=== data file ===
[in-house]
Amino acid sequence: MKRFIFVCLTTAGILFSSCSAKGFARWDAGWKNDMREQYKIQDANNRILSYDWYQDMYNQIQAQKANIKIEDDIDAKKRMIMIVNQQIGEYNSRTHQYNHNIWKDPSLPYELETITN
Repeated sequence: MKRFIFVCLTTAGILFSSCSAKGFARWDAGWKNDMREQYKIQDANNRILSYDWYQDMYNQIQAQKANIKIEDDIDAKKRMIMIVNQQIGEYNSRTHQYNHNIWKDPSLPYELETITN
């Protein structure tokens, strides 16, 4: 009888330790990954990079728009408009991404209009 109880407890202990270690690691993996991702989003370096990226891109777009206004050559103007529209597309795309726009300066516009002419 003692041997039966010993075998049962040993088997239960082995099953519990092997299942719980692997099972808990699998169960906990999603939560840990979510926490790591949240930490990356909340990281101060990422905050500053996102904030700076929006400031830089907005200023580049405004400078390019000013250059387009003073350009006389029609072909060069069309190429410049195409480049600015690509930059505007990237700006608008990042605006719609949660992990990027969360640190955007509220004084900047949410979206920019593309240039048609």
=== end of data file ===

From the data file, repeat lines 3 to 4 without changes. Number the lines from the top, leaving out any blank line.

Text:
Repeated sequence: MKRFIFVCLTTAGILFSSCSAKGFARWDAGWKNDMREQYKIQDANNRILSYDWYQDMYNQIQAQKANIKIEDDIDAKKRMIMIVNQQIGEYNSRTHQYNHNIWKDPSLPYELETITN
């Protein structure tokens, strides 16, 4: 009888330790990954990079728009408009991404209009 109880407890202990270690690691993996991702989003370096990226891109777009206004050559103007529209597309795309726009300066516009002419 003692041997039966010993075998049962040993088997239960082995099953519990092997299942719980692997099972808990699998169960906990999603939560840990979510926490790591949240930490990356909340990281101060990422905050500053996102904030700076929006400031830089907005200023580049405004400078390019000013250059387009003073350009006389029609072909060069069309190429410049195409480049600015690509930059505007990237700006608008990042605006719609949660992990990027969360640190955007509220004084900047949410979206920019593309240039048609």